Mr. Frey to Mr. Bayard
Washington , April 15, 1887. (Received April 16.)
Mr. Secretary of State: The undersigned, minister of the Swiss Confederation, has repeatedly had the honor to have verbal conferences with you relative to the question of the protection of Swiss citizens by [Page 1075] the representatives of the United States in those countries in which the Confederation has no diplomatic or consular representative, and the ‘undersigned has not failed to inform his Government, on each of these occasions, of the kindness with which you have expressed yourself.
The President of the Confederation has instructed the undersigned to convey to you his warmest thanks for the readiness with which you have been pleased to comply with our wishes in this matter, and to avail himself, at the same time, of this occasion to express to you the thanks of the federal council for the valuable services which have been rendered since 1871 by your representatives to Swiss citizens, The undersigned assures you that the federal council fully appreciates the good will and the friendly sentiments which have been manifested by the United States Government in this matter.
With regard to the scope of the protection hereafter to be extended to our citizens by your representatives, I have, however, the honor, in obedience to the instructions of the President of the Confederation; to remark that the views expressed by you on this subject do not appear to accord in all respects with those of the federal council, nor, as we think, with the position taken in relation to this matter by the United States, Government in the year 1871.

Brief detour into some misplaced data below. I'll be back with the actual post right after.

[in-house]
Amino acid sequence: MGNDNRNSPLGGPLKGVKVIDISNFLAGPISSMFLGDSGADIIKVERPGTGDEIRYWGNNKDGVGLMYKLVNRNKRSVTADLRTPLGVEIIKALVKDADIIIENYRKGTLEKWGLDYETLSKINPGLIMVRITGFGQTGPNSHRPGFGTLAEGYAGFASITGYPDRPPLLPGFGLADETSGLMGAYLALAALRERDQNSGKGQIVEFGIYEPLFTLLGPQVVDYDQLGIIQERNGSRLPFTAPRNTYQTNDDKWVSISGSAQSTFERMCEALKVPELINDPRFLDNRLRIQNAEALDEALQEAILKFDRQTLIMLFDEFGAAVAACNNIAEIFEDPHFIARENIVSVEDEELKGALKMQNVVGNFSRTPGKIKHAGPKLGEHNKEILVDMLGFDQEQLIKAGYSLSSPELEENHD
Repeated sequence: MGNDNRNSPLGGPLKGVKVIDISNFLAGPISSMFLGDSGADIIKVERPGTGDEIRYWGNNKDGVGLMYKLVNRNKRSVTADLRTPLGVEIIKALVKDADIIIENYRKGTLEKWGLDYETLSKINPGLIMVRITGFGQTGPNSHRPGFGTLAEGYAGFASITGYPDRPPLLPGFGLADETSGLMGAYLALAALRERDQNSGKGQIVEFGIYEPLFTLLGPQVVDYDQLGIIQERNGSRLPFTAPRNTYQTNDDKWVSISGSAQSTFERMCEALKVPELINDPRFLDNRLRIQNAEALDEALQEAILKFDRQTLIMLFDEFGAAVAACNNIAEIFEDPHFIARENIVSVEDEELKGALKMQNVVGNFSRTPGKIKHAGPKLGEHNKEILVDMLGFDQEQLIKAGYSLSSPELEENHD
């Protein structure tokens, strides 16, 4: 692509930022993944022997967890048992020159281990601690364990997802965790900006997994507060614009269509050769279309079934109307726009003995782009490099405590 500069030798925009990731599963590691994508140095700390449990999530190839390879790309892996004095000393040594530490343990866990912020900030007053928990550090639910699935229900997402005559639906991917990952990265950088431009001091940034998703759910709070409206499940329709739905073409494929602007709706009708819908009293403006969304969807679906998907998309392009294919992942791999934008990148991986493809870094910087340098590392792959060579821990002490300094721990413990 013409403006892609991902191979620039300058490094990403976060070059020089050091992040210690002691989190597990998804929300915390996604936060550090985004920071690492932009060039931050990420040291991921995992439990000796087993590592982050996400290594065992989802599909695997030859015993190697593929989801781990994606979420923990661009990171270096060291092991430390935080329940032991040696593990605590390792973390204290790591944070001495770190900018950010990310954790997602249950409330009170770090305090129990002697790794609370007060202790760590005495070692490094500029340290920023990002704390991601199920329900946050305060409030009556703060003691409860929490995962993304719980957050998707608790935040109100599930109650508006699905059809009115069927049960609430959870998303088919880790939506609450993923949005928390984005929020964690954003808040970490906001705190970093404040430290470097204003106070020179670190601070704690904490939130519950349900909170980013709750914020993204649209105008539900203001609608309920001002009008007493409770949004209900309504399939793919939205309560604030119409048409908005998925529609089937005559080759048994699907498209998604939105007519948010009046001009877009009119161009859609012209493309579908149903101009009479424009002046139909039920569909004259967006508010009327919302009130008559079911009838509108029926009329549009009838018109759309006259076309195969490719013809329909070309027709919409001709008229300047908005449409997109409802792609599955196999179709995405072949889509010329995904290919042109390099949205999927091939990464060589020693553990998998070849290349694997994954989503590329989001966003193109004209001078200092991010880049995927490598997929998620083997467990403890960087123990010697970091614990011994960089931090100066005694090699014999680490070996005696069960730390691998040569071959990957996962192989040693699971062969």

In the opinion of the President of the Confederation, protégés should be treated in all respects as if they were citizens of the protecting country. A Swiss, by placing himself under the protection of the United States, becomes assimilated, in the opinion of the President of the Confederation, while he is under that protection, to a citizen of the United States: his character as a Swiss is far the time being not to be considered, and, so far as the foreign state is concerned, he is covered by the United States flag. Diplomatic protection, if it is to have any real meaning, must not be conditional or limited; it must be more than an unofficial mediation in behalf of such claims for indemnity as may arise; otherwise it would be of no avail when most needed—that is to say, at the time when the violated rights of the protégé are to be asserted.
This view of the scope of the protection to be afforded by no means involves any direct intercourse of the federal council with the diplomatic of consular officers of the protecting state, and there consequently seems to be no ground for the assumption that those officers by protecting Swiss citizens assume the rôle of officers of the Swiss Confederation. It might rather be assumed that a contrary state of things took place, since a Swiss, who places himself under foreign protection, loses, to a certain extent, the outward characteristics of his nationality.
The President of the Confederation does not, of course, absolutely decline to accept the view that we can not, by any means, claim the protection of our citizens by the representatives of the United States as a right. He must, however, regard it as his duty to inform himself concerning the nature and scope of the protection of Swiss citizens which has been guarantied to us.
The undersigned entertains the pleasing hope that, duly appreciating the situation, you will have the kindness to give him the further information which is desired, and, while he has the honor to reiterate the expression of his gratitude for the valuable services hitherto rendered by your Government in behalf of Swiss citizens, he avails himself, etc.